Multi-walled carbon nanotubes 70nm in diameter bridge two electrodes  (Source: Stanford University)
Stanford University researchers design the first GHz chip using carbon nanotubes

Carbon nanotubes are being used in all sorts of research thanks to their strength and much higher electron mobility. Scientists are looking to carbon nanotubes as a replacement for copper wire in circuits, seen to be a bottleneck in future chips.

The problem with using carbon nanotubes in circuits to date has been the difficulty in getting the nanotubes to align correctly on the chips for functional operation. A group of researchers at Stanford University believe they have solved the problem of alignment.

The researchers have developed the world’s first CMOS circuit using carbon nanotubes as an interconnect. The project, carried out in cooperation with Toshiba, fabricated a chip with 256 ring oscillators and 11,000 transistors that operates at 1GHz.

Researcher Philip Wong, professor of electrical engineering at Stanford told EETimes, “A lot of research labs are working toward using nanotubes to interconnect chips since they have higher electron mobility than copper, and can be grown much smaller. But ours is the first working digital chip to run at commercial speeds of 1 gigahertz.”

The problem of alignment with the carbon nanotubes was solved by the researchers by using a process that floated the carbon nanotubes in a solution over the chip. The solution suspended thousands of free-floating nanotubes over the chips surface.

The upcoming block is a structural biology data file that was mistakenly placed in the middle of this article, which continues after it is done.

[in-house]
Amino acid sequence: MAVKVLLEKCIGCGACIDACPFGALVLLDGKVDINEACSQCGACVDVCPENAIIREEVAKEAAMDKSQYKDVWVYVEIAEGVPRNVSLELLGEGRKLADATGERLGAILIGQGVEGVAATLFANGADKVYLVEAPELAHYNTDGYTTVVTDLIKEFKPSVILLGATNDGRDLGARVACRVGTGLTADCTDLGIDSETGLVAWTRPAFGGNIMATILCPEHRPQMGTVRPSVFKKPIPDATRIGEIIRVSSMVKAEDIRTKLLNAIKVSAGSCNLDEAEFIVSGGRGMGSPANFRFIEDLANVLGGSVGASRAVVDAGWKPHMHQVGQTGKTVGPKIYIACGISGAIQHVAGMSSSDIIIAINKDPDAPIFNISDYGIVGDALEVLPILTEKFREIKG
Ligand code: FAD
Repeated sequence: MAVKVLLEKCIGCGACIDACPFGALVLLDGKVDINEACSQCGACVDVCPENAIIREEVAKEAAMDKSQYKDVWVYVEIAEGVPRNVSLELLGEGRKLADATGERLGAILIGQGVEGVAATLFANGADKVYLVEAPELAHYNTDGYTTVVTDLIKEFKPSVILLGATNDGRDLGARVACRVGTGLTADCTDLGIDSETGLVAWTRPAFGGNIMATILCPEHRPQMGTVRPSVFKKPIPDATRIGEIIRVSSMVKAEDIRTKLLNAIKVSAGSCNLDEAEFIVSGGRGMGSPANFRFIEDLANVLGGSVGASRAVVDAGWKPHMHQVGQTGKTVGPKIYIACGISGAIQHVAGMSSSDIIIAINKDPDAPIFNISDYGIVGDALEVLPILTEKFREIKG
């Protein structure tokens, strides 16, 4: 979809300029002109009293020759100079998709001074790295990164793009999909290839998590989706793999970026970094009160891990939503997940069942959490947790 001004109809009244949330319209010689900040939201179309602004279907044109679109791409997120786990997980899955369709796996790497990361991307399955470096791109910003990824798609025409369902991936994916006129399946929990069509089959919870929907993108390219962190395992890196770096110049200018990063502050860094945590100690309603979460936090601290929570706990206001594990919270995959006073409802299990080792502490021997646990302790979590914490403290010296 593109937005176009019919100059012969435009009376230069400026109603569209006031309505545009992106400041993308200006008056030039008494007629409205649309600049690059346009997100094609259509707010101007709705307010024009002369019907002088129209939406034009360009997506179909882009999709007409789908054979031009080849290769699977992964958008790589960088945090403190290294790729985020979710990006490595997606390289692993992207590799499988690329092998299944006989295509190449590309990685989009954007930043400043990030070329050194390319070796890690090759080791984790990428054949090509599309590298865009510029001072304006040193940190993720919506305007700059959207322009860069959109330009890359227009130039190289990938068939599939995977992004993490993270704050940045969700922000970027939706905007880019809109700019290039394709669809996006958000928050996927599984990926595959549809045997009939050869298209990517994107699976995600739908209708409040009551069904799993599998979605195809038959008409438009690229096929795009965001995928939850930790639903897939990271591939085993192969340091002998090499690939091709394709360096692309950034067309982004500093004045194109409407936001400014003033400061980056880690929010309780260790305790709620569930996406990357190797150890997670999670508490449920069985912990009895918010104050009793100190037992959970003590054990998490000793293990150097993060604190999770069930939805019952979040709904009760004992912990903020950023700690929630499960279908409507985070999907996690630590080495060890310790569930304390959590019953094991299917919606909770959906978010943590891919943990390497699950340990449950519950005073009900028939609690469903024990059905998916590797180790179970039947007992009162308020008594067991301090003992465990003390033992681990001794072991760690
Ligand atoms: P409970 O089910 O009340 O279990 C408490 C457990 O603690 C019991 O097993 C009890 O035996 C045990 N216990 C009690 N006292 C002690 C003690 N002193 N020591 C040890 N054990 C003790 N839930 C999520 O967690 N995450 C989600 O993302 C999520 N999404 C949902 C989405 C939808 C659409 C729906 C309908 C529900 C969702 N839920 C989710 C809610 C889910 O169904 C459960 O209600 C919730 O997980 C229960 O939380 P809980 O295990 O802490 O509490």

An alternating current was the applied to the ring oscillators thereby attracting a floating nanotube to correct the gap built into the circuitry.  This nanotube clicked into place, completing the "last mile" of the interconnect. Once the nanotube was in place, the circuit was dried off.

The carbon nanotubes used by the researchers were multiwalled, five microns in length and 50 to 100 nanometers in diameter. The researchers say that future versions of the chip could use carbon nanotubes as small as 1nm in diameter.

Mass production of nanotubes themselves is still a daunting task in its own right. DailyTech reported in January 2008 that a group of scientists from South Korea had developed a new method for mass producing aligned carbon nanotubes.

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